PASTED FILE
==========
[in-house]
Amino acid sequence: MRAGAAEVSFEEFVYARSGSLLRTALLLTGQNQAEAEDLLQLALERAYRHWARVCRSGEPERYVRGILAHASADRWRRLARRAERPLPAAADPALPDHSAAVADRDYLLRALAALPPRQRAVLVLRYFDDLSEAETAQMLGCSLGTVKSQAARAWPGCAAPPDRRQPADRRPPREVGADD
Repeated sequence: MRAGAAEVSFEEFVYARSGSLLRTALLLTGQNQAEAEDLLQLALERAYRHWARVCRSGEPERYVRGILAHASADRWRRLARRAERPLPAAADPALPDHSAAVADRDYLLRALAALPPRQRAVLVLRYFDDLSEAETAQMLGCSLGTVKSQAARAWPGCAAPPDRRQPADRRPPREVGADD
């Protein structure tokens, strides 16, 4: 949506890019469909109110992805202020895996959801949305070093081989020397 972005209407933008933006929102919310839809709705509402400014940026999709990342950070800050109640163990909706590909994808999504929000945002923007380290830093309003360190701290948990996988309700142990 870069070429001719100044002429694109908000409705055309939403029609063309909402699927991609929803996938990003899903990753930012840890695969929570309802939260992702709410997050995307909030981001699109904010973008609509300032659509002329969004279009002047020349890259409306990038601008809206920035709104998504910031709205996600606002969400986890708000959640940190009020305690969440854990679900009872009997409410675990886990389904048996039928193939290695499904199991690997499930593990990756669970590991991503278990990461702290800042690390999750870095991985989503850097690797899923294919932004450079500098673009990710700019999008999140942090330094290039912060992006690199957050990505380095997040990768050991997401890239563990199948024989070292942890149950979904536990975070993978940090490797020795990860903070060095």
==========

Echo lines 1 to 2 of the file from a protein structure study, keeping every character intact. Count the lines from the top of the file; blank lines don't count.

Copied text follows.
[in-house]
Amino acid sequence: MRAGAAEVSFEEFVYARSGSLLRTALLLTGQNQAEAEDLLQLALERAYRHWARVCRSGEPERYVRGILAHASADRWRRLARRAERPLPAAADPALPDHSAAVADRDYLLRALAALPPRQRAVLVLRYFDDLSEAETAQMLGCSLGTVKSQAARAWPGCAAPPDRRQPADRRPPREVGADD